When I drive to my mother’s house I see six or seven
near the road, inconspicuous unless you know what
to look for. Unless you notice a dark vehicle stopped there.
But those are only six or seven. On a map there are
nearly two hundred more beyond where I can see.
Pack of missiles in a box of prairie. Grassland
around a small wire fence, around a graveled surface
around what looks like a cistern top
and a small vent pipe low to the ground.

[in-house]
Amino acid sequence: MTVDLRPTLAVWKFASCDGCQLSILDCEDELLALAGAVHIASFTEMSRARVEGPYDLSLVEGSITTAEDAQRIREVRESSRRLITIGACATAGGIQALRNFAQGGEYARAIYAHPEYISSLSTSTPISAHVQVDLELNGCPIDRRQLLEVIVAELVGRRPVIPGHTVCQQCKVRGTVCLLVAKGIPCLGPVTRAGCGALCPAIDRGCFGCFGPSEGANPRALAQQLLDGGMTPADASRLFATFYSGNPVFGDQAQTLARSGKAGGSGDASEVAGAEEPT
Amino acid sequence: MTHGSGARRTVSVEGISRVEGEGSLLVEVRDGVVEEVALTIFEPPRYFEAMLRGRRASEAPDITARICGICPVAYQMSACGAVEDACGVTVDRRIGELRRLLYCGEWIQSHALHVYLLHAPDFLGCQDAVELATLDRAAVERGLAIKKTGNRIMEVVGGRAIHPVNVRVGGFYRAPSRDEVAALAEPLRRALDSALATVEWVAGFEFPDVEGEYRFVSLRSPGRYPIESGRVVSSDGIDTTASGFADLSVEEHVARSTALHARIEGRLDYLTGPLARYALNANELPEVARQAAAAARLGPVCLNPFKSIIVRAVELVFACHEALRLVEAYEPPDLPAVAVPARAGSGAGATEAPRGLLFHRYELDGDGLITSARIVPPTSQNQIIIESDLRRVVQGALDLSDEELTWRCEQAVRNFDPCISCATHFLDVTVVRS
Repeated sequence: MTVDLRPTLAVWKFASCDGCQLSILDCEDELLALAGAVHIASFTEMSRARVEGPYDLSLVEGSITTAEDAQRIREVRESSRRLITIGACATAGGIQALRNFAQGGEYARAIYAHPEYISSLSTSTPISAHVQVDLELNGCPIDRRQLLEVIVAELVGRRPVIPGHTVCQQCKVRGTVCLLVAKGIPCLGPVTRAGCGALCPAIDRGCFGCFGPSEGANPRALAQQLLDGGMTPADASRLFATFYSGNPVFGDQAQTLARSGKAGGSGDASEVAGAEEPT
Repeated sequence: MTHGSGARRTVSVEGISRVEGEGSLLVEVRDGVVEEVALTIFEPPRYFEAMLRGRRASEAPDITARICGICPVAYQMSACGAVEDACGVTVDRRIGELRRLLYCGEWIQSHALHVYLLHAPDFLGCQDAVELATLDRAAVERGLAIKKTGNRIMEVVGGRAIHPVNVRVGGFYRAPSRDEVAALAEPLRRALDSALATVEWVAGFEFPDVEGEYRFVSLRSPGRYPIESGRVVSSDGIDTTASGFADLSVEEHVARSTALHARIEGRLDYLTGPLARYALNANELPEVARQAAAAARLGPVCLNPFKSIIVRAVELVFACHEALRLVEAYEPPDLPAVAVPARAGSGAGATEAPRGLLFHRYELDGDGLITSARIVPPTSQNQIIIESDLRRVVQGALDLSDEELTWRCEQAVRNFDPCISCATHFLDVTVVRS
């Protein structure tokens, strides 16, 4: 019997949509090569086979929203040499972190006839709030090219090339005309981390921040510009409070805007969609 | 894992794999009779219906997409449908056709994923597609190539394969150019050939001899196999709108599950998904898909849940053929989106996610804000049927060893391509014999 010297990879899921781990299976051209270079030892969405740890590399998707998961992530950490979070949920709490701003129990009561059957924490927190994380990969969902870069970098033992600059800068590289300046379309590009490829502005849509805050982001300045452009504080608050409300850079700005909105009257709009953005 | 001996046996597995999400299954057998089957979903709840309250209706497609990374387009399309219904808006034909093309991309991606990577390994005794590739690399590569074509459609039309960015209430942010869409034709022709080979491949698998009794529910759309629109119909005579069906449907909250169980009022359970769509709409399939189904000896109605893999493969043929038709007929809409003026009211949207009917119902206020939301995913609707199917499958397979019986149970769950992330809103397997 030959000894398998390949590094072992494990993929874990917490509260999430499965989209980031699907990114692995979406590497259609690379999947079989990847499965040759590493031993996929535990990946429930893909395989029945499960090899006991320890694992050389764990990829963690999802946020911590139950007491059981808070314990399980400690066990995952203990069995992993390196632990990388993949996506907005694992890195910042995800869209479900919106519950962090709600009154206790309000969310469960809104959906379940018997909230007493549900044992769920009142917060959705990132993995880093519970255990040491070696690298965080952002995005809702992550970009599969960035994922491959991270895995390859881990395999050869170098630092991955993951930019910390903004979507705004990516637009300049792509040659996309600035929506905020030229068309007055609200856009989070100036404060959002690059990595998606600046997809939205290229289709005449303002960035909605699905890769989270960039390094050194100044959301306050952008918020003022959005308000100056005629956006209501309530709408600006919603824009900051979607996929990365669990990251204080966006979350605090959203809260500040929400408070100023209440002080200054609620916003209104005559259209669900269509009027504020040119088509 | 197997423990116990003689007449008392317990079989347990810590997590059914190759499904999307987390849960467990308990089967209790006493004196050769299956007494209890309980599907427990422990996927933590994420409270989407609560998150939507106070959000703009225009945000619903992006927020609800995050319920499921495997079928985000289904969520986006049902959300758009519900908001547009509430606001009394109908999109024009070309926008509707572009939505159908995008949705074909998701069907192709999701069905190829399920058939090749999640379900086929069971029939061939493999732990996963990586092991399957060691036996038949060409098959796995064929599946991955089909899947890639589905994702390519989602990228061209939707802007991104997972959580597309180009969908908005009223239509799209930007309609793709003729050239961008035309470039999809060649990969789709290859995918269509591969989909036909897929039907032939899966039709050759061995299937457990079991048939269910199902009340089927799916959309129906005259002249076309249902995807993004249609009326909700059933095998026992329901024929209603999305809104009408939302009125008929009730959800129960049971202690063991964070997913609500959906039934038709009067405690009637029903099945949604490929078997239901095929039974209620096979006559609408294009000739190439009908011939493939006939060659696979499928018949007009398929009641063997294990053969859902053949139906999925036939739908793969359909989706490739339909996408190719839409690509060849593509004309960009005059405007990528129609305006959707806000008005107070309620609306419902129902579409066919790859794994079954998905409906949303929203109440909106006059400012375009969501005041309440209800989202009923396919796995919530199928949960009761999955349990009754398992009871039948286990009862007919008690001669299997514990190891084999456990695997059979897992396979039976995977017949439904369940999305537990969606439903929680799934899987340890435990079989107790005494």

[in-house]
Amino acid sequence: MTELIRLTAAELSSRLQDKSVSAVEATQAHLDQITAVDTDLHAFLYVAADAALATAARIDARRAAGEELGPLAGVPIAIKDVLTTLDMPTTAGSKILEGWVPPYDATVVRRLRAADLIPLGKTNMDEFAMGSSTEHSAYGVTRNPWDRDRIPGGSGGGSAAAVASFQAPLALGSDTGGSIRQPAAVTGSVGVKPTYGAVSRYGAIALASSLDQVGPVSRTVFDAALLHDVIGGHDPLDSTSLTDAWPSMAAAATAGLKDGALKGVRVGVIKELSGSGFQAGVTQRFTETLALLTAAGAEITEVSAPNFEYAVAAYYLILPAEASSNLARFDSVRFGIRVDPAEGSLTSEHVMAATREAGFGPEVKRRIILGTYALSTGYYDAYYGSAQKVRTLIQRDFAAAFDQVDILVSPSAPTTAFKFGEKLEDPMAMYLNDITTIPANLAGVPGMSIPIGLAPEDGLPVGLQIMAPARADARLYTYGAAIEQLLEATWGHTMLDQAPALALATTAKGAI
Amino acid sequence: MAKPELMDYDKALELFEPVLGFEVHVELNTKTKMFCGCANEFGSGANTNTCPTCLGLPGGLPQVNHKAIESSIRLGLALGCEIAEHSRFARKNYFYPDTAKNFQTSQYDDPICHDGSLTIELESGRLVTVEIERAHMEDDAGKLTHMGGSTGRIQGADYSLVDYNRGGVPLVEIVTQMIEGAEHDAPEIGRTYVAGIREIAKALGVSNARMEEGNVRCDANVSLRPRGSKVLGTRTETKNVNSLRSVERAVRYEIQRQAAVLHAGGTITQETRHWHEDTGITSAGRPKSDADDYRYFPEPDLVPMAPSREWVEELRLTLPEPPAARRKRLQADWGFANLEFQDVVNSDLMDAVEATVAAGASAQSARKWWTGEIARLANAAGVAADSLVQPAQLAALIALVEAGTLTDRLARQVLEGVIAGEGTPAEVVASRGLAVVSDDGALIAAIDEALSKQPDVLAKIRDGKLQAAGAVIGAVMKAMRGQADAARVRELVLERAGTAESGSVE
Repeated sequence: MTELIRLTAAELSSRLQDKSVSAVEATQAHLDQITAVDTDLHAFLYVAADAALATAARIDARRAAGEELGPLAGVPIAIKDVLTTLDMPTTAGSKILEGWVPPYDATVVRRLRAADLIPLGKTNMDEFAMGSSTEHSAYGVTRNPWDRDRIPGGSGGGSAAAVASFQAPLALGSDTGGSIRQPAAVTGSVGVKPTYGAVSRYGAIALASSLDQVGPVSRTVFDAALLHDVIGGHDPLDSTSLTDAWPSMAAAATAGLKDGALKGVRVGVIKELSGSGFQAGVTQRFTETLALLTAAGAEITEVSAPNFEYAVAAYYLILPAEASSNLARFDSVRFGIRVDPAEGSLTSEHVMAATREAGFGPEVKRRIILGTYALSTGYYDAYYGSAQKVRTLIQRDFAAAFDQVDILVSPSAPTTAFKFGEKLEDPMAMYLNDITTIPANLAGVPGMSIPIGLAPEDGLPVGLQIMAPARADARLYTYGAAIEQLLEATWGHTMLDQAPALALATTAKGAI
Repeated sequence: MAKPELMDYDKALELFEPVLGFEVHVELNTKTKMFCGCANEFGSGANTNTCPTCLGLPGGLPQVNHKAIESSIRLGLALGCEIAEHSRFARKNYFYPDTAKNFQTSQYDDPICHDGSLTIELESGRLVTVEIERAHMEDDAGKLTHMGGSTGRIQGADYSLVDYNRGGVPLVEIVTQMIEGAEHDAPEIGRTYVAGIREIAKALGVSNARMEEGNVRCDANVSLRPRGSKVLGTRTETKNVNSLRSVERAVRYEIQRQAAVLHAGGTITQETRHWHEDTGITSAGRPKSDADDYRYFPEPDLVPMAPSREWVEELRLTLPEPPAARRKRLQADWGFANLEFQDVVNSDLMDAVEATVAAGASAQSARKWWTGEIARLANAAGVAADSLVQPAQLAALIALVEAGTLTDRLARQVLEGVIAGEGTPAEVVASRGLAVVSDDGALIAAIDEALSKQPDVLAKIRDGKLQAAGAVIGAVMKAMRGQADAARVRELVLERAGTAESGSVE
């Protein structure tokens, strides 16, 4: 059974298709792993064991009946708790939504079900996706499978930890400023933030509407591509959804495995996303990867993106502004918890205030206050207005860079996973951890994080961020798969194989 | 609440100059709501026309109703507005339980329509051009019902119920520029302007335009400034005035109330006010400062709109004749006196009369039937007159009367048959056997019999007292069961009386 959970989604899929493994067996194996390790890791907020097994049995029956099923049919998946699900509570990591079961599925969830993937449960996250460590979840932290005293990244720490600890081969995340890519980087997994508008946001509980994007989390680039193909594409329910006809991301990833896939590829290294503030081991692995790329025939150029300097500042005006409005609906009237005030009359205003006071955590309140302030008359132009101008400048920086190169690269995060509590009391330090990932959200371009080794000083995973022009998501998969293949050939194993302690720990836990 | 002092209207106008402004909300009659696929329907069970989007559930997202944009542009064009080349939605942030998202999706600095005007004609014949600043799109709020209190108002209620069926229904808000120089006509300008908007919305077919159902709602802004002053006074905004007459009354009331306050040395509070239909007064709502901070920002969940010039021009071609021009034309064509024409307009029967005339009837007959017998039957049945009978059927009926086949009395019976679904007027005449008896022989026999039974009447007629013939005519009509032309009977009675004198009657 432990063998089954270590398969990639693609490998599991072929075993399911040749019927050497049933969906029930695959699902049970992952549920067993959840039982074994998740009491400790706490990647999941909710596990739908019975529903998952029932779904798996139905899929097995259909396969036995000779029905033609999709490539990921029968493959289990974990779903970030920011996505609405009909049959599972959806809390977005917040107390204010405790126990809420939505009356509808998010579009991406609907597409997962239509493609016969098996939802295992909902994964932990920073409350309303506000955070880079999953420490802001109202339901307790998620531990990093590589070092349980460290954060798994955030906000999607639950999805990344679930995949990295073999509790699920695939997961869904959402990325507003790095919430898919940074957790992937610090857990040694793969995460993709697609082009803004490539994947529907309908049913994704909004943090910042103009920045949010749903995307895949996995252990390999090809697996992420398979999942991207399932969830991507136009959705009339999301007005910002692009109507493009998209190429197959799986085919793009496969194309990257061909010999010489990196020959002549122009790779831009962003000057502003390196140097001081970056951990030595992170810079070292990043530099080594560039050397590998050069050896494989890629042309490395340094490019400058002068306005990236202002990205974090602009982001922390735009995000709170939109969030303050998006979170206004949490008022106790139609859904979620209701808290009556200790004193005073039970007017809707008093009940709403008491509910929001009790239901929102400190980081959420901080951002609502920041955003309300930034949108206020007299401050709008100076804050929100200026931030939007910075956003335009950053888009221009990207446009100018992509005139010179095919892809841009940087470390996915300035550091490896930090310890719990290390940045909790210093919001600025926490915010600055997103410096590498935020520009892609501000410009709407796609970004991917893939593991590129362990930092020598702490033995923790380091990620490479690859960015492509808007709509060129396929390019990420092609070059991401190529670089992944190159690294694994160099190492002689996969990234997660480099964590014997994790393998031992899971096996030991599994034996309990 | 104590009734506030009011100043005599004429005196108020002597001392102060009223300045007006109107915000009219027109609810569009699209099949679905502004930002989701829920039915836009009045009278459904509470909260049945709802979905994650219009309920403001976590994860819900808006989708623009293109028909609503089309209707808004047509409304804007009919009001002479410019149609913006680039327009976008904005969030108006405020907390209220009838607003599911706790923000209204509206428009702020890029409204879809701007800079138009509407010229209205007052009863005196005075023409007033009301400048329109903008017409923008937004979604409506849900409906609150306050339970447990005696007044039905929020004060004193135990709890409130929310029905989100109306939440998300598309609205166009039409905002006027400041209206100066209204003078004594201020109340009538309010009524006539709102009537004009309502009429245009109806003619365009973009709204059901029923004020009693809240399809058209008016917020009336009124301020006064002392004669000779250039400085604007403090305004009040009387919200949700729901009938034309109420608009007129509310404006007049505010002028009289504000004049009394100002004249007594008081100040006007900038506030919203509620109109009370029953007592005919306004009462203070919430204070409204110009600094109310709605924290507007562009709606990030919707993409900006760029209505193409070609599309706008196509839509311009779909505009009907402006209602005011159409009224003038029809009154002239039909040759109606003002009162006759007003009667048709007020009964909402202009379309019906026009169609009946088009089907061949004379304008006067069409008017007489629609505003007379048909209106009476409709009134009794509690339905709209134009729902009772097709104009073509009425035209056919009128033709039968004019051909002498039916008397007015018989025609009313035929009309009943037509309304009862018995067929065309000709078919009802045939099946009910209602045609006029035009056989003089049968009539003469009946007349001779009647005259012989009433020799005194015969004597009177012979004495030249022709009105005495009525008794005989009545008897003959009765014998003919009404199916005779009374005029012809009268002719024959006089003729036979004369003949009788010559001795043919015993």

It is quiet here, not much besides wind. The road I travel
has few cars. On a cold day, given ice on the road,
given the proclivity to slide, I could be stranded for hours,
which means nothing in comparison to missiles. By now
the land is used to them, almost. Once we grew past
the days when we saw flatbeds loaded
with cylindrical exteriors, once we got past knowing
they were going in, after some years of speculating
about the red phone in Moscow and the red phone
in Washington, and the lone watchers at the bottom
of each missile cavern, any one of whom
might someday set something off, the missiles became
the gun in the garage, the bullets in the basement,
almost hypothetical. Just the weapon
we walked around on our way to growing up.